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Monday 11 December 2017

EXTREMELY ANNOYING AND INCREDIBLY IRRITATING

EXTREMELY LOUD & INCREDIBLY CLOSE Drama. Starring Tom Hanks, Sandra Bullock, Thomas Horn, Max Von Sydow, Viola Davis, John Goodman. Directed by Stephen Daldry. Cert 12A

The shockwaves following 9/11 haven't yet been dealt with by a serious film-maker. It'd be nice to imagine, say, Woody Allen bringing a New Yorker's perspective to how that momentous event impacted on the psyche of the inhabitants of the city. In the meantime, we have to suffer intolerable tosh like Extremely Loud & Incredibly Close.

Based on the novel by Jonathan Safran Foer and with a script by screenwriter Eric Roth (Forrest Gump), this is a masterclass in box-ticking masquerading as a profound examination of grief and, naturally, has been shortlisted for the 'best picture' Oscar.

With Academy favourites Tom Hanks, Sandra Bullock and director Stephen Daldry (Billy Elliot, The Hours and The Reader) on board, and a serious subject at its core, this could have been an interesting project, but has turned out a schlocky, cynical exercise which teeters into manipulative sentimentality.

At the core of the story is Oskar Schell (Thomas Horn), a nine-year-old boy with Asperger's syndrome who's trying to come to terms with the death of his jeweller father Thomas (Hanks) on 9/11. Thomas encouraged the boy by involving him in 'quests' and explorations around Manhattan and, in the wake of the tragedy, Oskar discovers a key in his father's effects and sets out to discover what it unlocks.

It's Metaphor City, here we come, from this point on, with Oskar enlisting the help of the mysterious tenant (Max von Sydow) who's renting a room from his grandmother and who just happens to be a mute Holocaust survivor.

In fairness to young Thomas Horn he acquits himself admirably for a first-time actor, but the character he's asked to play is, not to put too fine a point on it, extremely annoying. We know that Oskar has problems but his incessant jabbering grates and having him opposite Max von Sydow, one of cinema's great actors, not saying a word just exacerbates the problem.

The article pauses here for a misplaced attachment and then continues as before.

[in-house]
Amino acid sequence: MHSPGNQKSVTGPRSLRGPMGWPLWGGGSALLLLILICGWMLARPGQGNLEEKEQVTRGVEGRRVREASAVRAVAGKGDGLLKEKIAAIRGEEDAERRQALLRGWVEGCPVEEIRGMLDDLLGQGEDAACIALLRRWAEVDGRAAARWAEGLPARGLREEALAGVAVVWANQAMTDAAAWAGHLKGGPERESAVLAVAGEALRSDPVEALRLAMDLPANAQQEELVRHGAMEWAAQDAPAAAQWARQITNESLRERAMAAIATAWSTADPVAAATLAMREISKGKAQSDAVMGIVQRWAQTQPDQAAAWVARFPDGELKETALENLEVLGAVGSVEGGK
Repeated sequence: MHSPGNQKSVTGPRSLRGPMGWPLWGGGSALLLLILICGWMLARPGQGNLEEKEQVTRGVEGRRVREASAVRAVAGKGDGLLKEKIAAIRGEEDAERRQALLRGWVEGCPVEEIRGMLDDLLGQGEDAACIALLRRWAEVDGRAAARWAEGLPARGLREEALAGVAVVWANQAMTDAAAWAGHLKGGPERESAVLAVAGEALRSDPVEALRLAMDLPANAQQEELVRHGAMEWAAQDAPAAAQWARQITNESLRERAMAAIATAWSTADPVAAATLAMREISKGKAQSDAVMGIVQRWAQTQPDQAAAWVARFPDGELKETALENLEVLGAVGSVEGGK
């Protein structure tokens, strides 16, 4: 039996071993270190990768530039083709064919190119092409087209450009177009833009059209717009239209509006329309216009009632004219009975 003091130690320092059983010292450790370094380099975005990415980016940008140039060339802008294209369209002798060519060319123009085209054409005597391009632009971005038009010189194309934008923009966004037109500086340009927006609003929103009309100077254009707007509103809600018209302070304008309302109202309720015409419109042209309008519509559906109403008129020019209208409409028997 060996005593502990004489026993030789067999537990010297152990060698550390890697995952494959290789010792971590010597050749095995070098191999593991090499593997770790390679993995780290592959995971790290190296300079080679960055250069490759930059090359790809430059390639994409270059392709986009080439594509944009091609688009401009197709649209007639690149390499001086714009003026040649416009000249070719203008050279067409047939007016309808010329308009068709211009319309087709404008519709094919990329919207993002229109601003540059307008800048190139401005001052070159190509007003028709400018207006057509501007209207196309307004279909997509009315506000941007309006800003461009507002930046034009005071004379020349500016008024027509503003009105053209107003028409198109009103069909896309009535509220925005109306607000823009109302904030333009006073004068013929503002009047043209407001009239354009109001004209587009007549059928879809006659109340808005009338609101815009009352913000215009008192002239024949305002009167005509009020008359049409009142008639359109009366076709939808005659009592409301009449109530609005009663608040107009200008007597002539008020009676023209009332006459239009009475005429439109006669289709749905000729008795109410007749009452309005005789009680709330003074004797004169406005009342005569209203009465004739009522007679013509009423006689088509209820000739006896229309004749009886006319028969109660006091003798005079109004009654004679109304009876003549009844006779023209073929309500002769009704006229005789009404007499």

Hanks and Sandra Bullock have relatively minor roles and are fine, even though they're probably the least Jewish-looking New York Jews ever depicted on screen, with Bullock coming off best as a widow trying to cope with a troubled young son and the loss of a husband.

The real problem with EL&IC is that it tries desperately to be deep and meaningful but resorts to quick-fix sentimentality at every opportunity, a surging orchestral score never being too far away just to ram the point home. HHIII

GHOST RIDER: SPIRIT OF VENGEANCE Fantasy/action. Starring Nicolas Cage, Idris Elba, Ciaran Hinds, Violente Placido, Fergus Riordan, Christopher Lambert. Directed by Mark Develdin and Brian Taylor. Cert 15A

Ooh, thank you Marvel for giving us a sequel nobody really asked for, letting Nicolas Cage roll his eyes and jabber like a lunatic -- and in 3D too! For those of you who mercifully missed Ghost Rider a couple of years back, it told the story of how stunt motorcycle rider Johnny Blaze (Cage) entered into a Faustian pact in order to save his father's life, the downside of the deal being that he'd regularly turn into a Beelzebub-like biker, complete with a flaming head, and wreak havoc on evil-doers.

It was, of course, a load of utter pants, but here we have the next instalment in which Blaze is called upon to rescue a young boy (Fergus Riordan) who may or may not be the son of Satan (Ciaran Hinds) in order to rescind his own infernal bargain. The action is ridiculous and relentless, the plot stupid beyond belief. Not even members of the Nicolas Cage Going Mental club could justify this rubbish. HIIII

THE WOMAN IN THE FIFTH Drama. Starring Ethan Hawke, Kristin Scott-Thomas, Joanna Kulig, Samir Guesmi, Delphine Chuillot. Directed by Pawel Pawlikovski. Cert 15A

Clocking in at 83 minutes, Pawel Pawlikovski's adaptation of Douglas Kennedy's novel does, at least, have the benefit of brevity but, ultimately, it's a frustrating experience.

Ethan Hawke plays Tom, a lecturer and novelist (or is he?) who arrives in Paris to effect a reconciliation with his estranged wife (Delphine Chuillot) and see his young daughter, a plan derailed when his ex calls the police the moment she sets eyes on him. From there Tom is robbed, winds up in a fleapit hotel, works a most peculiar doorman/surveillance job and has an affair with an alluring woman (Kristen Scott-Thomas) he meets at a literary gathering.

All the elements are present and correct for a decent little thriller, but the director just can't seem to decide whether he's telling a story and teasing the audience or conducting an examination of psychological breakdown. HHIII

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